Kevin Standlee (kevin_standlee) wrote,
Kevin Standlee

Roof Report: Good and Goopy

Yesterday evening after dinner, Lisa kitted up and went back up on That Darn Roof. The project of the evening was to apply some of the White Goo overcoat. She laboriously hauled to the peak of the roof two gallons of the stuff and a paint roller, plus the leaf blower to blow away any loose bits of debris that may have fallen into the area over the last couple of days. Then, as I clipped away at brush on the ground, she began to pour the white stuff and spread it over the roof.

Over the next 90 minutes or so, she was able to cover approximately the forward three meters of the house. By the time she came down (more about that in a minute), it was too dark to take a picture, but I took one this morning.

This shows the work much better than the picture I took after applying the Gray Goo; the earlier photo has too much glare on it. Comparing the two, it's not obvious just how much better the roof looks now with the overcoat. In the photo above, compare the brighter white area to the space to the left of the ladders. Most of the roof that had been previously treated looked like the gray area to the left of the ladders before Lisa got started last night.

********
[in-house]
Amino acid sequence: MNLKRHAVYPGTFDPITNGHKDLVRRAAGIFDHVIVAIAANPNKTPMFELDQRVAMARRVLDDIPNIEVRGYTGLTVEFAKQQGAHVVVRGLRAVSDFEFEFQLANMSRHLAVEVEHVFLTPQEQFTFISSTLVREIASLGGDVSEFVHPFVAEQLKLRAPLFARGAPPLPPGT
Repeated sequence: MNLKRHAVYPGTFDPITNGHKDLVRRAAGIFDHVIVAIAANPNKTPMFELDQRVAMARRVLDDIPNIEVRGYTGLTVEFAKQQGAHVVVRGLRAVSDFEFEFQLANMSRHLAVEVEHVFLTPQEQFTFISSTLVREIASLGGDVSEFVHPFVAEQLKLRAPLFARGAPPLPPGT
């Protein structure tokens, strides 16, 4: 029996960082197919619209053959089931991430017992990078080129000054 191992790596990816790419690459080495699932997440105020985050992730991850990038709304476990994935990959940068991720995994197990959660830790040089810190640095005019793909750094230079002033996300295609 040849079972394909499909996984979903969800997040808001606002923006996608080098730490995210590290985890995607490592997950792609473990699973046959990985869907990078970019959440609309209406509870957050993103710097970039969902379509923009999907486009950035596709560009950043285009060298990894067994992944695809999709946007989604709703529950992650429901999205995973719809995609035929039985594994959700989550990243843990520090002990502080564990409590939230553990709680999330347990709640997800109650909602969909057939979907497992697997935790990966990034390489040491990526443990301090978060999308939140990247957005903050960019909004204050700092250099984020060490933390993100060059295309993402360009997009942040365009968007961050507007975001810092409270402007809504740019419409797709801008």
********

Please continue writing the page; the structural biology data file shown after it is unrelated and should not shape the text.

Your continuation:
During the last stages of smoothing out the goo on the lower portion of the roof, Lisa directed me to straighten out the safety rope. Unfortunately, while I was doing this, she slipped, and in righting herself she put one foot right into the freshly-gooped roof. Although she quickly fixed the footprint, this mishap prematurely ended the work for the evening. That's because the sole of her left foot was now covered with the goo, which significantly lowered her traction, and low adhesion is something you definitely don't want while working on a steeply pitched roof. As quickly as she could, she tossed the roller off the roof into a bush, lowered the weed blower to the ground, disengaged the safety lines, and made her way down the ladder. I told her to leave me to straighten things up, and she headed inside to get as much of the goo off of her as she could before it dried. Once the goo dries and hardens, it's supposed to be pretty water-tight, but until then you can usually scrape it off with water and elbow grease.

Unfortunately, while policing the area, I managed to get goo on my gloves and a little bit on my slacks. I knew I should have put on my coveralls. Lisa, however, was able to get the goo stain out of the slacks later, which was a relief.

Now we need to allow a couple of days for this coat of goo to dry, which is good because today we're heading off to the Oregon Steam-Up in Brooks. Traditionally, this time of year is pretty hot and dry in Oregon. Imagine my surprise when I came out this morning and found it dreary and overcast. Fortunately, the chance of rain is low (we need it to stay dry until the roof material cures), and the overcast should clear later. Given the morning weather, it would have been a good time for me to go cut brush and split wood, but I need to get myself together now and go wake Lisa up so we can get ready to head to Brooks for today.
Tags: lisa, mehama, oregon, roof, steam-up

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